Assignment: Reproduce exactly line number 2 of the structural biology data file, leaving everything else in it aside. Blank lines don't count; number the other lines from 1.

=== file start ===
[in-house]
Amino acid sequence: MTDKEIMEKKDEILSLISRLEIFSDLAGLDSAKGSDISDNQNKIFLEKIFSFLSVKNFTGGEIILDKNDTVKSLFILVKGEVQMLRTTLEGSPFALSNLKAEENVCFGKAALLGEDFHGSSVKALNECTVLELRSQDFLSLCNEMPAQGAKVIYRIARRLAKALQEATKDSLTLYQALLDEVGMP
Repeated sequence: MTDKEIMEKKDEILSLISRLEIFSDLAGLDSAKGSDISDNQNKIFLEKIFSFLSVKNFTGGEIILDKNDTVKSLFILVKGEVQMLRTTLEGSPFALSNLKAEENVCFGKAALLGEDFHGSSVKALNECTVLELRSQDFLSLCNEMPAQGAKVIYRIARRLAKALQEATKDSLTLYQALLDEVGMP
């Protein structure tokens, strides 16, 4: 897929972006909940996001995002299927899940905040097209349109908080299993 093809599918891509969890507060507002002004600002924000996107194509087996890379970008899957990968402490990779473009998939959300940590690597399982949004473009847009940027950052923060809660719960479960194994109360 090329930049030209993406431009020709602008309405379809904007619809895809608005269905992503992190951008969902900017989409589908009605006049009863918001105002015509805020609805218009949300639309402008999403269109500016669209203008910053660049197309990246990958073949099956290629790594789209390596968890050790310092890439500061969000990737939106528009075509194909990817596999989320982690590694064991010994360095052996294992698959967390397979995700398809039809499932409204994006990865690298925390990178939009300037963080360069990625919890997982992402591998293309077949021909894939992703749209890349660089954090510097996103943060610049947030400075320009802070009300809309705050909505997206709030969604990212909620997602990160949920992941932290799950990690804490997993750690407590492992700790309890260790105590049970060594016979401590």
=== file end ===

Amino acid sequence: MTDKEIMEKKDEILSLISRLEIFSDLAGLDSAKGSDISDNQNKIFLEKIFSFLSVKNFTGGEIILDKNDTVKSLFILVKGEVQMLRTTLEGSPFALSNLKAEENVCFGKAALLGEDFHGSSVKALNECTVLELRSQDFLSLCNEMPAQGAKVIYRIARRLAKALQEATKDSLTLYQALLDEVGMP